Portraying Ursula, the evil octopus/witch, is senior Julie Kovach. “She’s crazy, has multiple sides, is enticing and gets what she wants,” said Kovach. “She’s confident and manipulative and knows how to push people’s buttons. She pretends to care about others so they’ll fall into her trap.”
Kovach loves showing her character’s various facets. “She goes from envious to reflective and sad, and is never really happy,” said Kovach. “She’s evil and frustrated because she’s been banished from the sea and believes everything’s been taken from her and given to her brother, King Triton. It’s a fun role because you don’t get to be vicious in your everyday life.”
Her favorite number is “Sweet Child,” sung by Ursula’s eel sidekicks, Flotsam and Jetsam. “It’s eerie and manipulative,” she said. “The eels are trying to persuade Ariel to come to Ursula.” Kovach said the audience will enjoy the show’s brightness, warmth, energy, colorful costumes and “fun cast. And the set – including a tire swing, bubble machine and pool-noodle decorations – makes the audience feel like they’re part of the show.”
Senior Thomas Iodice plays Jetsam. “He has a nasally voice and loves being with Ursula,” said Iodice. “He, Ursula and Flotsam are like a family. Jetsam loves being evil and causing trouble, and it’s fun being part of the evil trio inside this big cast.” Iodice is also the show’s set designer, master carpenter and special-effects designer.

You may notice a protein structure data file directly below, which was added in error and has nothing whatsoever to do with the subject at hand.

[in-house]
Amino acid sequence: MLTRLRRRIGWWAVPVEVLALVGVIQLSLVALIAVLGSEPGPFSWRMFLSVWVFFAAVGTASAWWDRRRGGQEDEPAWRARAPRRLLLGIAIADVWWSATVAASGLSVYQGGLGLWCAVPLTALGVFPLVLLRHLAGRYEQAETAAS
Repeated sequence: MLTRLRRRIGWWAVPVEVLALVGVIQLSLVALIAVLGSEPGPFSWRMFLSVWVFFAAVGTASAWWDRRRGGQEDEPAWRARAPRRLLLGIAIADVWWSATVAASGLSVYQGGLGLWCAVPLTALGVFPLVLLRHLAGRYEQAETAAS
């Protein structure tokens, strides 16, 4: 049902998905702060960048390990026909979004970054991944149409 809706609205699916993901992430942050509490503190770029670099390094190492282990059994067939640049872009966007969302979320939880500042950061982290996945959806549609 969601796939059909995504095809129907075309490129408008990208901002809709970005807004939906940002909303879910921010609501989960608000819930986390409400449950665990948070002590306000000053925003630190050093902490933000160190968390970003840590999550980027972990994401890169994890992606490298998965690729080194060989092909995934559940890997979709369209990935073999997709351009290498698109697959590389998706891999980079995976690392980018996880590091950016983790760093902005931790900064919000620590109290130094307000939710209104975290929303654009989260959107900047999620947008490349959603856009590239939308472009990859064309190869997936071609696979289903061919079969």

“We extended the stage apron to go into the pit,” he explained. “It lets the actors come a lot closer to the audience and move freely about the stage. And audience members sitting on each side of the apron will feel like they’re actually under the sea. We’re using colorful, pool noodles to portray coral framing the whole stage. We also built a massive boat with two sides; one side is Prince Eric’s ship and the other side will look like a sunken ship under the sea. There’ll also be two, big rocks onstage.”
ABOUT 30 PEOPLE are helping build the set. Scenes take place in the palace ballroom, multiple locations beneath the sea, aboard Prince Eric’s ship, Ariel’s grotto, Ursula’s lair and King Triton’s courtroom. “I wanted the set to transport the audience to all the different places in the story,” set Iodice. “And we’ll also have lots of cool, lighting effects.”
Portraying Chef Louis is senior Ian Kirkland. “He’s a crazy chef infatuated with cooking fish,” said Kirkland. “He’s basically a cartoon character come to life, which makes him really fun to play. He’s flamboyant, excitable and pretty outrageous. He’s also a villain because he tries to cook Sebastian the crab for the palace dinner for Ariel.”
Kirkland likes exploring his character’s quirks. “As Chef Louis, I get to have a French accent and be super-exuberant with my expressions,” he explained. “And my physical motions are over the top. My character is so silly and funny, kids will love him, even though he’s a villain.”
In the “Under the Sea” number, however, Kirkland is a puffer fish singing with the ensemble. “It’s a paradigm of the sea life we’re portraying,” he said. “Everyone’s lively and has their own character, while still uniting to support Sebastian.”
He said audiences will love the show’s vibrant nature. “Everything is there to wow people,” said Kirkland. “They just have to sit there and let us entertain them. The crazy characters will make them laugh and really draw them into this world of ‘The Little Mermaid.’”